NEW ORLEANS — In Louisiana, to be eligible to vote by mail, you'll need to apply, and most can qualify this year.
You can apply for an absentee ballot now. There is no start date, and Louisiana's election and voting website recommends doing it as soon as possible. Once the application is accepted by the registrar of voters, you can vote by mail.
The deadline to apply for a mailing ballot is 4:30 p.m. Oct. 30 — the 4th day before election day. You find the applications and which one you should use below.
Who can apply for a for mail-in ballots in Louisiana with a Temporary COVID-19 Application?
After a federal judge said Louisiana's summer election plan was not broken, she ruled that the same plan should be used for the 2020 November election.
Under that plan anyone who qualifies to vote in Louisiana can request absentee ballots if they are at least one of the following:
- At higher risk of severe illness from COVID-19 due to serious underlying medical conditions as identified by the Centers for Disease Control and Prevention, including:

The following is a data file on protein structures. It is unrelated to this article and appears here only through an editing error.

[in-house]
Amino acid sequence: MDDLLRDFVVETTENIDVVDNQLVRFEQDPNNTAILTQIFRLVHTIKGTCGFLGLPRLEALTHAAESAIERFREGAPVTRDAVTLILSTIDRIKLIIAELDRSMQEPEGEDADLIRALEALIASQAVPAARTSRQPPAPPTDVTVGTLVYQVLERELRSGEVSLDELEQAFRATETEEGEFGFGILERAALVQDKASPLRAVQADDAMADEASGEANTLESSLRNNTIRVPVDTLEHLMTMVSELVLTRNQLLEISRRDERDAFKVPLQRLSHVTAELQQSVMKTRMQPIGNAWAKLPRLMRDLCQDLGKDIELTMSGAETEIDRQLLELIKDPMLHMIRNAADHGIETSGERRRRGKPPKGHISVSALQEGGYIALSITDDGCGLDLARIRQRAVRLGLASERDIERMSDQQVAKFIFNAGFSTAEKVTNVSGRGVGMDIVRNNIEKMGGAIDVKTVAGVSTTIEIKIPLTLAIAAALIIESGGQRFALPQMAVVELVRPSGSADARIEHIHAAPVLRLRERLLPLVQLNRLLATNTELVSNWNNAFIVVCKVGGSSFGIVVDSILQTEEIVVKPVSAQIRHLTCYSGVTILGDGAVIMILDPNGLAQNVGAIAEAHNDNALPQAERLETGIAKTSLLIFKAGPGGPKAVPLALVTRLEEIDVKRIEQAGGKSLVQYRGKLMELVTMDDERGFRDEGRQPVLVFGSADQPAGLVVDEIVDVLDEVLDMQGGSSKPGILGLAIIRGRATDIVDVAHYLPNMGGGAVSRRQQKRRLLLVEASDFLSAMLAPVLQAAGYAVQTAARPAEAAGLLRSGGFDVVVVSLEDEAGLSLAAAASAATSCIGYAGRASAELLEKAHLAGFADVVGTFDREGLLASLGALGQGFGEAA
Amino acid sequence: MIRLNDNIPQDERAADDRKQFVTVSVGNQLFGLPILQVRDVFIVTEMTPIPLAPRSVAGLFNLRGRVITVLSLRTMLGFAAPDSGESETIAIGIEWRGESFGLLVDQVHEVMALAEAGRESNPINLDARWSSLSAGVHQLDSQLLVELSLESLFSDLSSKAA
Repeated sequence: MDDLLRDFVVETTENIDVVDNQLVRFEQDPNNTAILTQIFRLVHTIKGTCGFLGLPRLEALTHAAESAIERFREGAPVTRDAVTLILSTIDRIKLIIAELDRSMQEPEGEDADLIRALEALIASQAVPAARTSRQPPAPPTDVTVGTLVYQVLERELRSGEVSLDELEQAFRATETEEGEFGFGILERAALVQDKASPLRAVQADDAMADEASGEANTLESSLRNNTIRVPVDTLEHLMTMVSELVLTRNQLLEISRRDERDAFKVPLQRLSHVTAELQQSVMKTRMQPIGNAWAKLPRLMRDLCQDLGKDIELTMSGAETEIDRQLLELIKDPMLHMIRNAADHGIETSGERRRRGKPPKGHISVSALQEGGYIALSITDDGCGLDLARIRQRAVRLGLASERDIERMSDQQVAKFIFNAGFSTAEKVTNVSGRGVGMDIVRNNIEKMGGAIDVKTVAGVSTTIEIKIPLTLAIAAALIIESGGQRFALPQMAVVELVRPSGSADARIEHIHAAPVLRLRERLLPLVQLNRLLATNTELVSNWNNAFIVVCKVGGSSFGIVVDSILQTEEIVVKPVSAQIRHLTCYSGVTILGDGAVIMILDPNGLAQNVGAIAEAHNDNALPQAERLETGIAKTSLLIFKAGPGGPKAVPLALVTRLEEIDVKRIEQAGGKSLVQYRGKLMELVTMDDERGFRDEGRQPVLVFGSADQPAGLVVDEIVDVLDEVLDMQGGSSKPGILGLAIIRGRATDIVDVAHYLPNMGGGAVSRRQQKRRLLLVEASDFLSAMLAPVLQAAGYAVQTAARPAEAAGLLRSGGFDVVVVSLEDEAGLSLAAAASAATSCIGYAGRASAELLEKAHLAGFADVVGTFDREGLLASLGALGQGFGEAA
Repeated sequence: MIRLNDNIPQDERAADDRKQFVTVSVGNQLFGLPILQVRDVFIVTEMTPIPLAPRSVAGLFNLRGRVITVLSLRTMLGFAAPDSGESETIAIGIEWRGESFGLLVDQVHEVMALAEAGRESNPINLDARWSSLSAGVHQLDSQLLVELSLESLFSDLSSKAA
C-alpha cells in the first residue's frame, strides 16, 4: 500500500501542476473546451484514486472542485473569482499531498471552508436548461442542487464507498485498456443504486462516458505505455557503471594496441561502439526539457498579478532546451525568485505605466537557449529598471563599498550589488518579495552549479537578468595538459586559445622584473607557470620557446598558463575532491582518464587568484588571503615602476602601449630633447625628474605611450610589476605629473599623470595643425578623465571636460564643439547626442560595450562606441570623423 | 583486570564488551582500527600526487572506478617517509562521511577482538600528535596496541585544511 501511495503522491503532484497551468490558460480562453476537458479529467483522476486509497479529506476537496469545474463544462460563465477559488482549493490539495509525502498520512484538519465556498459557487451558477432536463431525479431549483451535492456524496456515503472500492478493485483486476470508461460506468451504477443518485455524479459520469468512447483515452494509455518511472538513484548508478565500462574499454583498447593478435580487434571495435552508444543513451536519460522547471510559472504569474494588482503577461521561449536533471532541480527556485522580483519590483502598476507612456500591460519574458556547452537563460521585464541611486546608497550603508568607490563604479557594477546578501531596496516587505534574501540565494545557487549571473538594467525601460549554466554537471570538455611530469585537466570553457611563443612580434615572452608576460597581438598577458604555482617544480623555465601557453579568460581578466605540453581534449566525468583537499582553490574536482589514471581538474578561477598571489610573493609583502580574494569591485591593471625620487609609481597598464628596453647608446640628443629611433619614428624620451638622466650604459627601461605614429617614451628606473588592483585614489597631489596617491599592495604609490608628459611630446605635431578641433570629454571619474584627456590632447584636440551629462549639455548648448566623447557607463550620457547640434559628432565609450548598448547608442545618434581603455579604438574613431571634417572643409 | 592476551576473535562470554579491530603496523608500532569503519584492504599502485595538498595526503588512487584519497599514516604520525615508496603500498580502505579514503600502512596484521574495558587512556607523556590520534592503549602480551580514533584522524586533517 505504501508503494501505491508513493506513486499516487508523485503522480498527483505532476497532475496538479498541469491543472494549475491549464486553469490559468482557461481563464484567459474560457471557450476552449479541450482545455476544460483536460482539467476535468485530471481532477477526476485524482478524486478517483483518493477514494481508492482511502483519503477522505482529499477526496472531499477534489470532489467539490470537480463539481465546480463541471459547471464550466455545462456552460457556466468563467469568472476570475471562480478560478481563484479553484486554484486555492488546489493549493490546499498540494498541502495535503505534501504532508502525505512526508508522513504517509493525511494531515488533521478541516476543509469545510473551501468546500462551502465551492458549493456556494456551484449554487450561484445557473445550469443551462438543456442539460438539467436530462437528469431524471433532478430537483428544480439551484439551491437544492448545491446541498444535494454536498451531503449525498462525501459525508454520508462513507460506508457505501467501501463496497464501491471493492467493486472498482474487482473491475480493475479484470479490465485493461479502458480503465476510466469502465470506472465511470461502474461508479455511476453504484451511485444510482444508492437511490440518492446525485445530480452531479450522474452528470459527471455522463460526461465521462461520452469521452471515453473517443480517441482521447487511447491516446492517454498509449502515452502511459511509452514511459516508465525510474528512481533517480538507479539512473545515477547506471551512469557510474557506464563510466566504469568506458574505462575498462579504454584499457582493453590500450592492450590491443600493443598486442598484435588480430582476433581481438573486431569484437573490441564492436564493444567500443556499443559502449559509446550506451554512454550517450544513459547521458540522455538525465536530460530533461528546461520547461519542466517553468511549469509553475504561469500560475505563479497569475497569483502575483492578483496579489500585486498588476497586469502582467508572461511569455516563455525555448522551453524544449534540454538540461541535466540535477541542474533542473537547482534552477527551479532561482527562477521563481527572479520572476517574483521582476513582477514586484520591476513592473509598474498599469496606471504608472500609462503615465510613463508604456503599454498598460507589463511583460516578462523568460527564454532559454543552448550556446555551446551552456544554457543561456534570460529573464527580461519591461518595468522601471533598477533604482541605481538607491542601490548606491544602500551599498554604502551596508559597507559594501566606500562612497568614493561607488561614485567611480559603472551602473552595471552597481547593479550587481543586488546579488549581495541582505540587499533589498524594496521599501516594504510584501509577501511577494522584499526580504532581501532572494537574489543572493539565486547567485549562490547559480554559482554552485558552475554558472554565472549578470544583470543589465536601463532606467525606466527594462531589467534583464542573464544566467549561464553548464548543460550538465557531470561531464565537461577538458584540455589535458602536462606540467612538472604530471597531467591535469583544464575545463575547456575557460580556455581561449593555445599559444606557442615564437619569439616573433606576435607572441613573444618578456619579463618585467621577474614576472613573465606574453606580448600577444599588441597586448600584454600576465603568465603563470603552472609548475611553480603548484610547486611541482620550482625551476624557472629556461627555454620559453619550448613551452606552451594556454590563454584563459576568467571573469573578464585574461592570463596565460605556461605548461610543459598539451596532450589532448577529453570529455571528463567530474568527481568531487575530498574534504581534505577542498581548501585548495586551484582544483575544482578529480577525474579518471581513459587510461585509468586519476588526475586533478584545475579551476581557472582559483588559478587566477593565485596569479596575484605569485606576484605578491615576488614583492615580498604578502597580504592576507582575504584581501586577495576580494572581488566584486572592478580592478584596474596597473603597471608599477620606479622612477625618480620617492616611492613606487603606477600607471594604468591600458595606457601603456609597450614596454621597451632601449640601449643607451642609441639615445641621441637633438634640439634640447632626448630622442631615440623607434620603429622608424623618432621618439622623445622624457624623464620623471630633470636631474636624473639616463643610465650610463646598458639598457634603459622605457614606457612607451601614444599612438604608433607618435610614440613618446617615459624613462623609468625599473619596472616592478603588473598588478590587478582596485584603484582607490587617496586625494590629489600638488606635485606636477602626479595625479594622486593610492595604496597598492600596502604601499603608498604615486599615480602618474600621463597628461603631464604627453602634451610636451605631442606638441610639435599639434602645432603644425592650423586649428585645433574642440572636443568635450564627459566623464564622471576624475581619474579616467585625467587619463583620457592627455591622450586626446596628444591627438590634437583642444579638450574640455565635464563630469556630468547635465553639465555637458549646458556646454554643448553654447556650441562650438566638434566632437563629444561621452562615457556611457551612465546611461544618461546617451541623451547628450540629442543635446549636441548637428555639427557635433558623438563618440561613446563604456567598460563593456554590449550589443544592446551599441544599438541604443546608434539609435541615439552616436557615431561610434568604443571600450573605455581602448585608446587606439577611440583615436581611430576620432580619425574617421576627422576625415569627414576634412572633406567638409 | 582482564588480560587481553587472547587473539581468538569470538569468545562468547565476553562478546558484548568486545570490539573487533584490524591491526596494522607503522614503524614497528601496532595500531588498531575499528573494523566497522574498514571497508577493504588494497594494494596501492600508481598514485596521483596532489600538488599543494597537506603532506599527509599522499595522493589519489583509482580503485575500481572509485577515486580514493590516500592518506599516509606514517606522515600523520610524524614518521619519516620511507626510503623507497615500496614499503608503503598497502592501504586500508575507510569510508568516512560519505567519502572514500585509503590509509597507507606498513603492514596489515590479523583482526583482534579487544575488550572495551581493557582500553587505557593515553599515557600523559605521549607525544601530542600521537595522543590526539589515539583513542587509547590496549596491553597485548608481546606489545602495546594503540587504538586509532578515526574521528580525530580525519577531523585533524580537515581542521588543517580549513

- chronic lung disease, moderate to severe asthma
- hypertension or other serious heart conditions
- diabetes, undergoing chemotherapy,
- severe obesity (BMI of 40 or higher),
- chronic kidney disease and undergoing dialysis, liver disease
- pregnancy, or immunocompromised due to cancer treatment,
- smoking, bone marrow or organ transplantation,
- immune deficiencies, poorly controlled HIV or AIDS, and
- prolonged use of corticosteroids and other immune weakening medications
- Subject to a medically necessary quarantine or isolation order as a result of the COVID-19 pandemic
- Advised by a health care provider to self-quarantine due to COVID-19 concerns;
- Experiencing symptoms of COVID-19 and seeking a medical diagnosis; or
- Caring for an individual who is subject to a medically) necessary quarantine or isolation order as a result of COVID-19 or who has been advised by a health care provider to self-quarantine due to COVID-19 concerns.
Military members and voters overseas can use this application
Who can apply for mail-in ballots in Louisiana with a General Application: